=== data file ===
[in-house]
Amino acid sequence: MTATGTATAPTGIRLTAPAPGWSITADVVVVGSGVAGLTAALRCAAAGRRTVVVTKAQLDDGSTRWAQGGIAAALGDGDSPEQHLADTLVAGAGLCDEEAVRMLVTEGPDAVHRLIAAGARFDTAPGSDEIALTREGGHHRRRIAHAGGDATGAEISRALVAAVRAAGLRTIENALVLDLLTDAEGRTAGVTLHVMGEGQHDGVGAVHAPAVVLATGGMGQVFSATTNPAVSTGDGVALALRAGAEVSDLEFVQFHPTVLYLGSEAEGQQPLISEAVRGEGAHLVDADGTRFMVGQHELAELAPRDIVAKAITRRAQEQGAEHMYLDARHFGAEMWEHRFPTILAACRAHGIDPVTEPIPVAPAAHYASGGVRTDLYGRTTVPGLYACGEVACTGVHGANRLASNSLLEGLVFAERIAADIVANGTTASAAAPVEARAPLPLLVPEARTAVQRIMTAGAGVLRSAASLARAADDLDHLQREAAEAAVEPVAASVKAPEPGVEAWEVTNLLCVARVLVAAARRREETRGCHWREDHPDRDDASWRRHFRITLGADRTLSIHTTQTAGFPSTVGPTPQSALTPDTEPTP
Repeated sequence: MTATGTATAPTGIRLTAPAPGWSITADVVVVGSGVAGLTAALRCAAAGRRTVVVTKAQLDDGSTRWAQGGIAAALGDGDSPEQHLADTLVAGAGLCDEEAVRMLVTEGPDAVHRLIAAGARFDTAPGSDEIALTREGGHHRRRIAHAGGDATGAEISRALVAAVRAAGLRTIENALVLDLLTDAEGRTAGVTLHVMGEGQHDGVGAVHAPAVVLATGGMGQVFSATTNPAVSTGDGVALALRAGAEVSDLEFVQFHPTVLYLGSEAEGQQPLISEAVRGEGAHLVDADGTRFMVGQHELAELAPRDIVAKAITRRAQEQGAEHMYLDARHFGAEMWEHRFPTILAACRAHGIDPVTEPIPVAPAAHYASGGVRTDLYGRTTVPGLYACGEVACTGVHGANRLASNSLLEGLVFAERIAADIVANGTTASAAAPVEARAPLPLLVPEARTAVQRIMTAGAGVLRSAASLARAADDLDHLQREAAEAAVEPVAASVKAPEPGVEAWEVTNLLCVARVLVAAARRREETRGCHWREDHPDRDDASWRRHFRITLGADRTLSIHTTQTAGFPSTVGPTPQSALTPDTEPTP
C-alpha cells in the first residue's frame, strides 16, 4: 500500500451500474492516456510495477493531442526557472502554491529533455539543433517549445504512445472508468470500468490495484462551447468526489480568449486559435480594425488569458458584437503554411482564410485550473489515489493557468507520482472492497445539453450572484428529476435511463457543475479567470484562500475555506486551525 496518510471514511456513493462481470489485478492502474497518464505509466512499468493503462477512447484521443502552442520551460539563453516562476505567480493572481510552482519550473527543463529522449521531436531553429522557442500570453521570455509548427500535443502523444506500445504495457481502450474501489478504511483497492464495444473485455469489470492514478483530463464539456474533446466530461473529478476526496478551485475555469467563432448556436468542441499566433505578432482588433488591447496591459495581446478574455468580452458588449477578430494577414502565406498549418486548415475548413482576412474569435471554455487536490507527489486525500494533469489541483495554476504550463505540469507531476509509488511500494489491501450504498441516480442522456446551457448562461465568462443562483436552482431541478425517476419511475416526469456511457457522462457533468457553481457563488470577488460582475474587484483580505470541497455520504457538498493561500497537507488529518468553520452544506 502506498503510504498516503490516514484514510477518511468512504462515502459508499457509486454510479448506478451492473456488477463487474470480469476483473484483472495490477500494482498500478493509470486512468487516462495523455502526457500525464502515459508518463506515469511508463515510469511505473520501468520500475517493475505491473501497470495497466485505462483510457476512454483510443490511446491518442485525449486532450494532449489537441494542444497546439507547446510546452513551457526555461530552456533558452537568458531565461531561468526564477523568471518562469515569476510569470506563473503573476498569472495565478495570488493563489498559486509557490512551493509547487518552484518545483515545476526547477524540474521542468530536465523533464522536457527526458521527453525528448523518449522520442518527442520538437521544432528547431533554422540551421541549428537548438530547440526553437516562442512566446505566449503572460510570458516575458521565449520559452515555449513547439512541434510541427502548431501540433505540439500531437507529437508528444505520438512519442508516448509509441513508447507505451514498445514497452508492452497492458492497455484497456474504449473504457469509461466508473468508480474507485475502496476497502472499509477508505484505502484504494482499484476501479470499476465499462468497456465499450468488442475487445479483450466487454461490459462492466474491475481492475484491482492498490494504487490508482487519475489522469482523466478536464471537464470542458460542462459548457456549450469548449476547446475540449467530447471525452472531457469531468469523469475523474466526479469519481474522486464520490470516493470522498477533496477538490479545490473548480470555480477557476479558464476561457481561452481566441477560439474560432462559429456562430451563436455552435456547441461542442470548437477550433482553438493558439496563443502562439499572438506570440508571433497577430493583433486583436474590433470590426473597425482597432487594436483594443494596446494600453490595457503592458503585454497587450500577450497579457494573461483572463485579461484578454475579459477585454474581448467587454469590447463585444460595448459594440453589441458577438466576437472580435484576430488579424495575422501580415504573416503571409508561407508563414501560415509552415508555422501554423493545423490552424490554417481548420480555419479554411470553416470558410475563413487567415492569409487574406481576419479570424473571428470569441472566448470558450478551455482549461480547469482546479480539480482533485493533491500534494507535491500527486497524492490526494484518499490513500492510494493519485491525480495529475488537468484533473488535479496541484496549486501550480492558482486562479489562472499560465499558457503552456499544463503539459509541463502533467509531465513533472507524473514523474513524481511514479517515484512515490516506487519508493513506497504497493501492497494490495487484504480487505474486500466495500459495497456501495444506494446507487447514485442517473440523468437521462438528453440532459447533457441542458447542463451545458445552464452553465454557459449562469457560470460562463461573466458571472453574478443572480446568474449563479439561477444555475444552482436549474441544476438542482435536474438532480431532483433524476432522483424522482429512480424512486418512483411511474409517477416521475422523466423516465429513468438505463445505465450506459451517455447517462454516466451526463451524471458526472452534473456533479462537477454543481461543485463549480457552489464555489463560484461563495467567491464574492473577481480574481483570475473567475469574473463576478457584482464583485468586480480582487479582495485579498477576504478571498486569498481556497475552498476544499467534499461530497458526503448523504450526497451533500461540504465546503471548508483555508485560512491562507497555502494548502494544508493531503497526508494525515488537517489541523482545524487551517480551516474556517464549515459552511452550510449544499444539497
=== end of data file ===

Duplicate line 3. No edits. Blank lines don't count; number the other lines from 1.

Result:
Repeated sequence: MTATGTATAPTGIRLTAPAPGWSITADVVVVGSGVAGLTAALRCAAAGRRTVVVTKAQLDDGSTRWAQGGIAAALGDGDSPEQHLADTLVAGAGLCDEEAVRMLVTEGPDAVHRLIAAGARFDTAPGSDEIALTREGGHHRRRIAHAGGDATGAEISRALVAAVRAAGLRTIENALVLDLLTDAEGRTAGVTLHVMGEGQHDGVGAVHAPAVVLATGGMGQVFSATTNPAVSTGDGVALALRAGAEVSDLEFVQFHPTVLYLGSEAEGQQPLISEAVRGEGAHLVDADGTRFMVGQHELAELAPRDIVAKAITRRAQEQGAEHMYLDARHFGAEMWEHRFPTILAACRAHGIDPVTEPIPVAPAAHYASGGVRTDLYGRTTVPGLYACGEVACTGVHGANRLASNSLLEGLVFAERIAADIVANGTTASAAAPVEARAPLPLLVPEARTAVQRIMTAGAGVLRSAASLARAADDLDHLQREAAEAAVEPVAASVKAPEPGVEAWEVTNLLCVARVLVAAARRREETRGCHWREDHPDRDDASWRRHFRITLGADRTLSIHTTQTAGFPSTVGPTPQSALTPDTEPTP